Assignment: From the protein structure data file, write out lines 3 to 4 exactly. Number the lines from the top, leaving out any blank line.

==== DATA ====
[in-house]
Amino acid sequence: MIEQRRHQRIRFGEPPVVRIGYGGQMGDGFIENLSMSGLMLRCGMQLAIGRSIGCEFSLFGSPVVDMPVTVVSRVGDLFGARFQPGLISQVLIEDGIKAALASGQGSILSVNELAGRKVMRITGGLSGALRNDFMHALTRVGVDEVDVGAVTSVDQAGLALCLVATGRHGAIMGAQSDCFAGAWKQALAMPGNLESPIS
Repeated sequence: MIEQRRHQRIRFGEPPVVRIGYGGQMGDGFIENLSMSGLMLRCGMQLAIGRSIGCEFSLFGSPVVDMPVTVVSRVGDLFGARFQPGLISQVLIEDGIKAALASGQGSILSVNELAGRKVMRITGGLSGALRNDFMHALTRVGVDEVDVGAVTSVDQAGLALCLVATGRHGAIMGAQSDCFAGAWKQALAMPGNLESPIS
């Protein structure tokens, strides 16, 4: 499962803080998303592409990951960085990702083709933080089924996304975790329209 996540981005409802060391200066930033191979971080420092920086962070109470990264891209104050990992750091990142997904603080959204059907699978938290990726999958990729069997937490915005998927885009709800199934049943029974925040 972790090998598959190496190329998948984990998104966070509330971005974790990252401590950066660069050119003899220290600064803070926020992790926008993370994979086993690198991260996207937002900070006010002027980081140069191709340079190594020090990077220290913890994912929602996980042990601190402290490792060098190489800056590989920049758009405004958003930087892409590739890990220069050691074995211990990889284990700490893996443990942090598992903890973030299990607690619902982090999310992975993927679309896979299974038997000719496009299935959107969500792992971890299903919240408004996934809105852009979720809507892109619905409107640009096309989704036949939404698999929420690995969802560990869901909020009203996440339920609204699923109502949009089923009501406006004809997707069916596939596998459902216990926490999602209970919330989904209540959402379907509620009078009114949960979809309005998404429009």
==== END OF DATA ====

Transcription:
Repeated sequence: MIEQRRHQRIRFGEPPVVRIGYGGQMGDGFIENLSMSGLMLRCGMQLAIGRSIGCEFSLFGSPVVDMPVTVVSRVGDLFGARFQPGLISQVLIEDGIKAALASGQGSILSVNELAGRKVMRITGGLSGALRNDFMHALTRVGVDEVDVGAVTSVDQAGLALCLVATGRHGAIMGAQSDCFAGAWKQALAMPGNLESPIS
């Protein structure tokens, strides 16, 4: 499962803080998303592409990951960085990702083709933080089924996304975790329209 996540981005409802060391200066930033191979971080420092920086962070109470990264891209104050990992750091990142997904603080959204059907699978938290990726999958990729069997937490915005998927885009709800199934049943029974925040 972790090998598959190496190329998948984990998104966070509330971005974790990252401590950066660069050119003899220290600064803070926020992790926008993370994979086993690198991260996207937002900070006010002027980081140069191709340079190594020090990077220290913890994912929602996980042990601190402290490792060098190489800056590989920049758009405004958003930087892409590739890990220069050691074995211990990889284990700490893996443990942090598992903890973030299990607690619902982090999310992975993927679309896979299974038997000719496009299935959107969500792992971890299903919240408004996934809105852009979720809507892109619905409107640009096309989704036949939404698999929420690995969802560990869901909020009203996440339920609204699923109502949009089923009501406006004809997707069916596939596998459902216990926490999602209970919330989904209540959402379907509620009078009114949960979809309005998404429009």